Annie looked down at the table and softly said to her fiancee, “I’ve never been this nervous, or excited, about a job.” Sitting on the table was a package from the company she had been interviewing with. The interview process had been unlike anything she’d ever experienced; she felt fairly evaluated, trusting of the company mission and values, and she knew the company was a perfect fit for her. The day prior, the company informed Annie she would receive a package–the very package on her table–and would contain everything needed: the company’s hiring decision, feedback, and other insights from the hiring process.
Have you ever been asked to work with a team, then observed team members interacting with each other, well… never?
The desire to transform an organizational culture to one inspired by teams is understandable. There is no shortage of evidence, both anecdotal and scientific, which suggests teams (and teamwork) are a competitive advantage. The desire for such results through the use of self-organizing teams has led to the popularization of teams as a common organizational design.
What I’ve found in my career, however, is a tendency for organizations to both manage and incentivize teams like a “matrix” (of individuals) despite the assumption or label of “team”. The net effect is predictable: silos within teams. Research has shown my experience to be prevalent and related to inattention of cause-effect relationships between people and their environment, plus absent knowledge of base conditions which invite teamwork (Devine et al., 1999).Continue reading →
About two years ago, I met a marketing professional at an Agile conference and we had a lengthy conversation about creativity and ways to encourage innovation. After sharing with him the Cognitive Network Model taught to me by Dr. Robert Briggs, he responded that his firm was using “a drinking game“–sans drinking–before every major client presentation. In his opinion, the mechanisms of the game seemed to align perfectly with Dr. Briggs’ theory: as images are called forth in working memory, particularly in new combinations, people generate thoughts they didn’t have prior – leading to new ideas.
A drinking game for creativity? I had to know more! As he explained the game, I realized this short, twenty-minute activity had all the elements of a good Agile activity: fun, collaboration, and useful lessons. Continue reading →
Recently, I had a very enjoyable conversation with a group of successful, talented software leaders regarding Agile. More specifically, many of the topics shared underlying assumptions about the role of Agile to create structure in the place of chaos and align people towards a common goal.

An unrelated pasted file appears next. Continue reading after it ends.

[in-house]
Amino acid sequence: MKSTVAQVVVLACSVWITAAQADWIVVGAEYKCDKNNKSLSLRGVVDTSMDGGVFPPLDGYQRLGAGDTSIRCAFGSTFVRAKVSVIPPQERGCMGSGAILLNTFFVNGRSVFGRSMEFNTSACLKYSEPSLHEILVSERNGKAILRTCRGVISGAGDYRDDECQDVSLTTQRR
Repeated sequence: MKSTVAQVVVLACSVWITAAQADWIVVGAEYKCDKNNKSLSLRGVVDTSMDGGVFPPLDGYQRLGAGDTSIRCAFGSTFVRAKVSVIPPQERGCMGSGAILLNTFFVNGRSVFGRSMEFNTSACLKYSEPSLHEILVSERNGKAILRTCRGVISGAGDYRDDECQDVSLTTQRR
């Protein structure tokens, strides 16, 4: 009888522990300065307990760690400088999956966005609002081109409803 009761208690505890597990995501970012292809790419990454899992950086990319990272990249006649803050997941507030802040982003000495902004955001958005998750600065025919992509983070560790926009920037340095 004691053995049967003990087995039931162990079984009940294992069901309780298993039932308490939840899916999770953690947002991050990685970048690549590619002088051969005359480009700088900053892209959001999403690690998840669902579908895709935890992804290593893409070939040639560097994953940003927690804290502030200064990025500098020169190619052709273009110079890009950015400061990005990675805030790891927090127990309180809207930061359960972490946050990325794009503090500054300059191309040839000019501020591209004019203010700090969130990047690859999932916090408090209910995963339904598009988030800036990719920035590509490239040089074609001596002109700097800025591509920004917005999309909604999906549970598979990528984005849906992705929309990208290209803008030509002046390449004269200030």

As part of the conversation, we eventually reached a point where a question was posed (in my best paraphrase): “How can we measure a person’s effectiveness in changing people’s minds?”
I felt that all-too-familiar sense of discomfort and asked if “changing peoples’ minds” is a responsibility or requirement of a job, whether it be a change management role, team coach (e.g., a ScrumMaster), or anything in-between. Some in the group expressed the validity and importance of such a measurement; thus, I’ll explore a question within: should it be our job to change peoples’ minds?Continue reading →
I recently participated in a podcast recording over breakfast with friends in the Southern California area. While enjoying a mix of smoothies, acai bowls, and coffee (lean coffee, that is), we discussed a variety of topics – among which was mine, “if you could, which Agile practice would you eliminate?”
This is not to say I think practices should be removed from use. In fact, throwing away practices that Agile teams have found success with reeks of the worst kind of waste. Instead, I wanted to explore the extent of subversion within the group’s collective experiences and gather insight into contributing factors.
During our conversation, I placed my condemned practice on the chopping block: the “daily stand-up” meeting. Enthusiasm for removing this tool was (enthusiastically) not shared. Continue reading →
In starting new engagements or meeting co-workers and team mates for the first time, one of the first interactions I seek is deep listening to two simple questions:
What do you feel?
What do you need?
These two basic questions contain so much potential for discovery: there is nothing so fundamentally human than our feelings and desires. And, as my experiences have taught me, these are two of the most often neglected (even discouraged) aspects of humanity in our places of work. Continue reading →
“In the spirit of transparency,” she said, “be sure to send me an update by the end of the week.”
He glanced at her, casually responding, “Of course. And to be transparent, I’ll present the slides to the team at our next meeting.”
Despite the fact I am not clairvoyant, I am quite certain that the above conversation happened today. Perhaps it even happened in your respective place of work. Just like no company executive today would dare admit “we’re not agile”, the popularity of “being transparent” guarantees we assign transparency to everything we do. And so it goes: as everyone becomes “agile”, transparency becomes yet another buzzword in the great agile sea of expected change in peoples’ behavior. Continue reading →